Mystery in White (1937) by J. Jefferson Farjeon

When deciding which two books to re-read this month, in keeping with my own personal challenge to re-read various vintage novels, this one seemed like a very appropriate candidate for December. Its’ subtitle is ‘A Christmas Crime Story’ after all. I have fond memories of this one, remembering it for the way it combines the thriller with some detective work; a combo I believe shows Farjeon at his best.

The story begins with a lot of snow, which is always good for a Christmas set mystery, though this is not such good news for the various passengers travelling third class on Christmas Eve from London. We have Mr Hopkins, the world class bore, a young clerk called Robert Thomson, who is decidedly under the weather, a Jessie Noyes who is a chorus girl, bright young pair of siblings, David and Lydia Carrington and the mysterious Mr Maltby amongst others. When their train becomes stuck, these passengers for differing reasons and times decamp, aiming to find their way to the next station. However none of succeed, instead having to seek sanctuary in a house, though there troubles are far from over… There’s fire roaring, a kettle boiling, but no one is at home… We have peculiar noises coming from behind locked doors, a belligerent new arrival who is determined to deny having come from the train, and another equalling unpleasant new arrival who is sure he was and even worse might have been responsible for a death on the train they left. Characters disappear, even more arrive, so you won’t be surprised that this is a long night for everyone.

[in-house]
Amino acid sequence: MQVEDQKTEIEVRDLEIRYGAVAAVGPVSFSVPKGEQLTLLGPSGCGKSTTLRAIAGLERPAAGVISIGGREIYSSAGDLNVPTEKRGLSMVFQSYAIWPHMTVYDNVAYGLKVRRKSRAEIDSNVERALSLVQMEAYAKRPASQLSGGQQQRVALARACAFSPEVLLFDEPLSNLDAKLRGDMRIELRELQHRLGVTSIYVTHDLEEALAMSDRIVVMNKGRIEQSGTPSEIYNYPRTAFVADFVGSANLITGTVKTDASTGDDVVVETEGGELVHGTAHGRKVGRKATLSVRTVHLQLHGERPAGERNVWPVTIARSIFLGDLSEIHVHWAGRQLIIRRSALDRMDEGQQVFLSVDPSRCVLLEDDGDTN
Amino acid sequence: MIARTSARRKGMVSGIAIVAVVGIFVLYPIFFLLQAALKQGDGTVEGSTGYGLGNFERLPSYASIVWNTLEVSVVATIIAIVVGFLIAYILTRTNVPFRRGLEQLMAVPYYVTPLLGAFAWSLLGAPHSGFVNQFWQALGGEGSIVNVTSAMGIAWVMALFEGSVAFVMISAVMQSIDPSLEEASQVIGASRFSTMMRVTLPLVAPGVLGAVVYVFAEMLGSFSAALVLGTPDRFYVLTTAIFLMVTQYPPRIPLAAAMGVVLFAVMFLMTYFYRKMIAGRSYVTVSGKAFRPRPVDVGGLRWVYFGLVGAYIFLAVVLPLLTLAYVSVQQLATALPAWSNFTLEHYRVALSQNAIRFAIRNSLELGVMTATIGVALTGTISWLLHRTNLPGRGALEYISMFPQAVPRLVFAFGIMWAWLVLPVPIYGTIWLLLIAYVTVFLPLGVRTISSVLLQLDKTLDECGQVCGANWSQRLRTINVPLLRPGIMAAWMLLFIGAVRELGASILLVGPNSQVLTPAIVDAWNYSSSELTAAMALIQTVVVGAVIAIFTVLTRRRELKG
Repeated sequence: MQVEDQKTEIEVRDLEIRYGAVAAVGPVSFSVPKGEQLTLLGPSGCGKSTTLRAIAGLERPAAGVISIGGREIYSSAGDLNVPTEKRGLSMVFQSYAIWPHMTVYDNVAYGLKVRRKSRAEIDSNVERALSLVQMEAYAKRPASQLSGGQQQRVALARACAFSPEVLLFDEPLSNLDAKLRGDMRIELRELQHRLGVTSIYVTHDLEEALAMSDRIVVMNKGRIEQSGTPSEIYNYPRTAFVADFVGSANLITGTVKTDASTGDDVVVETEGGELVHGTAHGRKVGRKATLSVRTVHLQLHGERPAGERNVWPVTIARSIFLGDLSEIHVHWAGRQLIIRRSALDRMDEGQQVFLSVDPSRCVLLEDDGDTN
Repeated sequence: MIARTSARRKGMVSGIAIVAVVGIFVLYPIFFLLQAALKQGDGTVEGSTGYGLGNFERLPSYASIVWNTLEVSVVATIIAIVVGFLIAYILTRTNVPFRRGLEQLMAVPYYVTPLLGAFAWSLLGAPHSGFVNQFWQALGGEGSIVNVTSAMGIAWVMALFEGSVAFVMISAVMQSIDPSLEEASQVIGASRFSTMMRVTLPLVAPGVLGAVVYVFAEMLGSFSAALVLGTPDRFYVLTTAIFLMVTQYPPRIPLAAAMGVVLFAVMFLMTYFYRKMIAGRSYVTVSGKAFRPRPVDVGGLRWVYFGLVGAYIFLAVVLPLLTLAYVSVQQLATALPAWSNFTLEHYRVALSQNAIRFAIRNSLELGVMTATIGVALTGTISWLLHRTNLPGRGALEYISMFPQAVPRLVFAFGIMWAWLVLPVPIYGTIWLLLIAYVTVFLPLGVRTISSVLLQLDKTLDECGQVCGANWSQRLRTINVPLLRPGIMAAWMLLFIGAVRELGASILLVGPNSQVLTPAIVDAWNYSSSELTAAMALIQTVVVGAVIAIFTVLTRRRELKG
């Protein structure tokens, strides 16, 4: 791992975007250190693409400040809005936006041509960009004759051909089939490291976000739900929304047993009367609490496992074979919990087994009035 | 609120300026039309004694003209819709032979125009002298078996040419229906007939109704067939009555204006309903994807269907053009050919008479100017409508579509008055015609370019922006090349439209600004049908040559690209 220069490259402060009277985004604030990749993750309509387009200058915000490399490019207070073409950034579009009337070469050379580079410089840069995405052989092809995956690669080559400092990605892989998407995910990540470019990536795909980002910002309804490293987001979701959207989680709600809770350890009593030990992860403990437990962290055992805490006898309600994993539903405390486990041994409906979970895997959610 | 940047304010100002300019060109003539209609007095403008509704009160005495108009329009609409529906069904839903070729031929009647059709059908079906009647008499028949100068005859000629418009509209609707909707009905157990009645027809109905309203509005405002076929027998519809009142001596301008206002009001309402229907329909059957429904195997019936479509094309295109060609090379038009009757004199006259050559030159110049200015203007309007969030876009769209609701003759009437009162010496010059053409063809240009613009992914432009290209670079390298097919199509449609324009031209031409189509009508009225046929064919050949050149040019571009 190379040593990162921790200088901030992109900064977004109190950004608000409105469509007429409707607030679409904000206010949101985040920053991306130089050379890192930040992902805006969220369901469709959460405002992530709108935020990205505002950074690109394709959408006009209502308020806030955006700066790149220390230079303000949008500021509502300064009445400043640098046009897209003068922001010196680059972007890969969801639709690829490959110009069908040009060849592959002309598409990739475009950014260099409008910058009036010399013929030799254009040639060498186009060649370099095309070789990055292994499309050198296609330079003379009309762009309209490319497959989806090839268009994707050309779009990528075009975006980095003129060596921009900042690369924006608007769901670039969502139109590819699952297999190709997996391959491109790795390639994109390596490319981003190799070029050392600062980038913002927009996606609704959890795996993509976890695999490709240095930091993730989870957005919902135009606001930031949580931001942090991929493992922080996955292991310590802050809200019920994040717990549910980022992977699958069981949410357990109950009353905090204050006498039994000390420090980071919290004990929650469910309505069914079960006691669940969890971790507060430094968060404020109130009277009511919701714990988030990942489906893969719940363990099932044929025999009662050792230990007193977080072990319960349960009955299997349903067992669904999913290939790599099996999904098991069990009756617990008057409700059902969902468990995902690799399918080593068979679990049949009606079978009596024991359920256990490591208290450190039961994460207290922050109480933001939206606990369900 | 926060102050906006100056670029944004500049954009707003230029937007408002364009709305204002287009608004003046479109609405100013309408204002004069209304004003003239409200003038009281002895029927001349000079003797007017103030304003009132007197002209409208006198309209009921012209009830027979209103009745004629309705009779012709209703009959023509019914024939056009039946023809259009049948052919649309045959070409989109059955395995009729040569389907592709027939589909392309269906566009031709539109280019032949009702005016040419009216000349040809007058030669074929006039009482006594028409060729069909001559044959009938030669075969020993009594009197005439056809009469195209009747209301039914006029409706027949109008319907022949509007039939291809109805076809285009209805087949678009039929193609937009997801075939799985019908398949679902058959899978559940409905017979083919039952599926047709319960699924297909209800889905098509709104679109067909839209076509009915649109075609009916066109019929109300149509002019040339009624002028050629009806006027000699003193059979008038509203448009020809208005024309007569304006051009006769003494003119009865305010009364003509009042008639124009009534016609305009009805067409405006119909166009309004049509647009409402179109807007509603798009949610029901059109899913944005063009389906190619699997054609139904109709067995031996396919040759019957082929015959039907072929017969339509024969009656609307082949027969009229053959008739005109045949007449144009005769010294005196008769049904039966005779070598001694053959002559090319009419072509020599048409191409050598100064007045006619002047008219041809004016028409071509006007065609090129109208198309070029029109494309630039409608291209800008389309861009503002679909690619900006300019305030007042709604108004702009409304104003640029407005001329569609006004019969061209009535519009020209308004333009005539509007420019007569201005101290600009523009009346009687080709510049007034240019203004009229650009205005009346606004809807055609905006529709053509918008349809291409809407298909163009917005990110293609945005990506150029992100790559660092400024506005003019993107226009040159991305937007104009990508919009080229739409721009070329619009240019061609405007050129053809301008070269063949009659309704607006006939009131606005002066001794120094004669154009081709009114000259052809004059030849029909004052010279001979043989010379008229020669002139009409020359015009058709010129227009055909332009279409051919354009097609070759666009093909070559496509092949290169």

Overall Thoughts

Whilst I don’t think I enjoyed this book as much as I did when I first read it, (Seven Dead is now definitely my top Farjeon read), there were still lots of things I enjoyed about it. The opening to the book is certainly one of them, as Farjeon captures the British attitude towards snow perfectly: ‘It grew beyond the boundaries of local interest. By the 23rd it was news. By the 24th it was a nuisance. Practical folk cursed. Even the sentimentalists wondered how they were going to carry out their programmes.’ Farjeon also reveals in his opening chapters his skill in slowly adding sinister elements to the plot; a frightened face, one set of footprints too many etc. Moreover, the creepiness is often introduced in the face of superficially comforting surroundings: ‘This house, for all its fires, rather gave one the creeps…’